TOPSHIT PHOTOGRAPHY blog

borut peterlin, slovenia, ambrotype, Portrait photography, Wet Plate Collodion, Analog Film photography

Posts Tagged ‘Portrait

Sunday is a good and dry collodion day

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A scan of a dry collodion negative. Exposure 25 minutes at f/5.6.  (I could make it faster by 1.5 f stop)

A scan of a dry collodion negative. Exposure 25 minutes at f/5.6.
(I could make it faster by 1.5 f stop)

Today it was Sunday. It still is, but concerning the the speed of my writing it will take me two hours and it will be past midnight. Again… So where to start. Basically I’m using this free time that I have during holidays for researching processes, equipment and aesthetic. Very soon I’m planning to go to Bosnia for a test shoot on a new project I’m preparing. In 2015 there will be 20th anniversary of the end of the war in Bosnia and I want to prepare an exhibition on the topic.

OK, let’s start with the new member of my family. Please read captions of my images, this post will be more in telegraphic style.

Charconnet Petzval:
I bought a petzval lens! Gasc & Charconnet Paris Vintage lens is less known and less expensive than Dallmeyer or Hermagis but it’s in the same quality range. Made in years around 1860′s. So now I’m playing around, see what the baby have to offer. Please read the captions and you’ll see what images are done with the lens. Most of them.

Carbon Printing
I’m so much in love with carbon prints! it’s amazing! I love it.

Dry Preserved Collodion Negatives
As much as I love the idea of not carrying all the chemistry and a darkroom around, the dry collodion is not a shortcut. You spend ten times as much time to process one plate. Just developing of a single plate that I’ve shot today it took me literally an hour! That being said, it’s very useful tool to have in my assortiment of expression.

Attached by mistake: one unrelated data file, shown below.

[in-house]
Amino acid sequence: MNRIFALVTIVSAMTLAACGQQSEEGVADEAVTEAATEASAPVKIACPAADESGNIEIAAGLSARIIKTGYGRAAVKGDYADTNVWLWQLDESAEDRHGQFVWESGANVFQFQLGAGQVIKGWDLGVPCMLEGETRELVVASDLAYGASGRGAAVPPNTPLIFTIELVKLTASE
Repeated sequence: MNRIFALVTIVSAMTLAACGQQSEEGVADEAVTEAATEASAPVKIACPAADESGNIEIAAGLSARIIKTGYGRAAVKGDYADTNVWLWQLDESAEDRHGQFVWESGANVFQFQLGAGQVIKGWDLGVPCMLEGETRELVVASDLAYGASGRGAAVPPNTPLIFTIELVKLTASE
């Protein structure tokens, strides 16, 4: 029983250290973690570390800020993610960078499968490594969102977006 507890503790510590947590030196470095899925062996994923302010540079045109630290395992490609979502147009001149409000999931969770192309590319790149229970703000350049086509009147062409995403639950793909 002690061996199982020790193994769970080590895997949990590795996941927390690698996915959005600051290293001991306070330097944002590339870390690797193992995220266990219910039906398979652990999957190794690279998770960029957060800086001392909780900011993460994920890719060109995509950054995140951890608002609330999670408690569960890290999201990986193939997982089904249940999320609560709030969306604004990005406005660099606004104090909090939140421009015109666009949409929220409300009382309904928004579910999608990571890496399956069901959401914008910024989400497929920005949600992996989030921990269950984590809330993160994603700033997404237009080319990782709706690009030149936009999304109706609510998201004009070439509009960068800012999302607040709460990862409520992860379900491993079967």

PS: That chopped down tree was cut by a beaver. It’s amazing, that this animals that are almost extinct are living literally in downtown of Dolenjske Toplice! Look carefully the last image, you’ll see that the beaver chewed whole trunk! So cool!

Vintage studio backgrounds of Josip Pelikan, dated about 1930′s

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Vintage background from skylight studio Josip Pelikan, MNZC museum, Celje, Slovenia.

Vintage background from skylight studio Josip Pelikan, MNZC museum, Celje, Slovenia.

Vintage background from skylight studio Josip Pelikan, MNZC museum, Celje, Slovenia.

Vintage background from skylight studio Josip Pelikan, MNZC museum, Celje, Slovenia.

Astrid asked me if I could take a picture of fantastic vintage studio backgrounds that were using Josip Pelikan, so after I got a permission from the museum I’m publishing them on my blog. On Flickr you can download a hires file of the image, just click all sizes. Vintage backgrounds are dated about 1930′s. The skylight studio was built in 1898 and bought by Josip Pelikan in 1922. Nowadays Josip Pelikan Photographic Studio is a branch of the Celje Museum of Recent History. If you going to use the files to make your own vintage look studio background, just leave a note in the back that it was done on the basis of backgrounds from Josip Pelikan Studio, Celje, Slovenia, EU. A lot of people from MNZC museum worked hard to renovate the skylight studio and we owe them at least a credit. THX.

I’ve been thinking. My friend ordered a painted movie poster from India and if you know a painter’s service like that, share the info and good luck! Perhaps we can make a group order and get a discount. Just a thought…

Yesterday I was portraying in the studio and I’ve made this plate. Also a colleague photojournalist Andraž Purg came by and made a portrait of me.

Portrait by Borut Peterlin in wet plate collodion technique in skylight Studio Pelikan, Celje, Slovenia, EU.Borut Peterlin in Josip Pelikan Studio

A photography project on fears and delights being a parent

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Dear topshit readers,
I’m awfully proud on the following book I’ve made. I’ve joined an excellent workshop with Klavdij Sluban. Klavdij Sluban is an extraordinary photographer and won so many prestigious photography awards. One of the most important award was certainly European Publishers Award 2009 and this year he was one of the juror for Leica Award 2013. It’s fortunate for us that his parents were Slovenians and although he was born in Paris, he spend his childhood in Slovenia, so he speaks fluently Slovenian (among other half a dozen languages). He made a generous offer to make a whole year lasting workshop and we would meet six weekends across the whole year. His only condition was not to advertise the workshop internationally, but invite only Slovenian photographers. Last week we had an opening of exhibition as the final stage of our workshop.

The presentation of my art zine and a single photograph at Gallery Simulaker, Novo mesto, Slovenia

The presentation of my art zine and a single photograph at Gallery Simulaker, Novo mesto, Slovenia